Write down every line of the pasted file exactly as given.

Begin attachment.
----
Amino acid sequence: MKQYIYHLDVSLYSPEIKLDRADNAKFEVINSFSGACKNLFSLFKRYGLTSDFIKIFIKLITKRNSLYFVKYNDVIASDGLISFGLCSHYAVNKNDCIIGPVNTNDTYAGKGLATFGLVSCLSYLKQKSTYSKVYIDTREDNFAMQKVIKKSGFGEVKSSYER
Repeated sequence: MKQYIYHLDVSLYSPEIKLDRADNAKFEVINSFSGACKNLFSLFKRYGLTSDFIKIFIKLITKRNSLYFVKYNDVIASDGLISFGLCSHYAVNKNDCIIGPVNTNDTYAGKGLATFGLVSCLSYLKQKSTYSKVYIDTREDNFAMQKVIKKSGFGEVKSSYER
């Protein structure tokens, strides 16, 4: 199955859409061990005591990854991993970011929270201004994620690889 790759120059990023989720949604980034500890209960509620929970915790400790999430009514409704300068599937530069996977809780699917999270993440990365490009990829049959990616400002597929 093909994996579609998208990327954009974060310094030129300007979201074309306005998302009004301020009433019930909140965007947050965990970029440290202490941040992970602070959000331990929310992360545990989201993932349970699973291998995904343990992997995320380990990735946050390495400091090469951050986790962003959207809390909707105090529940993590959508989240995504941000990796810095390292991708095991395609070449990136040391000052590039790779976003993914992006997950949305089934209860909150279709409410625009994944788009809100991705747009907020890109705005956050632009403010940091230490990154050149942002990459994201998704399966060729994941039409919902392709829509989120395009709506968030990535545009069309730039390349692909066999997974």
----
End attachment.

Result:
Amino acid sequence: MKQYIYHLDVSLYSPEIKLDRADNAKFEVINSFSGACKNLFSLFKRYGLTSDFIKIFIKLITKRNSLYFVKYNDVIASDGLISFGLCSHYAVNKNDCIIGPVNTNDTYAGKGLATFGLVSCLSYLKQKSTYSKVYIDTREDNFAMQKVIKKSGFGEVKSSYER
Repeated sequence: MKQYIYHLDVSLYSPEIKLDRADNAKFEVINSFSGACKNLFSLFKRYGLTSDFIKIFIKLITKRNSLYFVKYNDVIASDGLISFGLCSHYAVNKNDCIIGPVNTNDTYAGKGLATFGLVSCLSYLKQKSTYSKVYIDTREDNFAMQKVIKKSGFGEVKSSYER
């Protein structure tokens, strides 16, 4: 199955859409061990005591990854991993970011929270201004994620690889 790759120059990023989720949604980034500890209960509620929970915790400790999430009514409704300068599937530069996977809780699917999270993440990365490009990829049959990616400002597929 093909994996579609998208990327954009974060310094030129300007979201074309306005998302009004301020009433019930909140965007947050965990970029440290202490941040992970602070959000331990929310992360545990989201993932349970699973291998995904343990992997995320380990990735946050390495400091090469951050986790962003959207809390909707105090529940993590959508989240995504941000990796810095390292991708095991395609070449990136040391000052590039790779976003993914992006997950949305089934209860909150279709409410625009994944788009809100991705747009907020890109705005956050632009403010940091230490990154050149942002990459994201998704399966060729994941039409919902392709829509989120395009709506968030990535545009069309730039390349692909066999997974």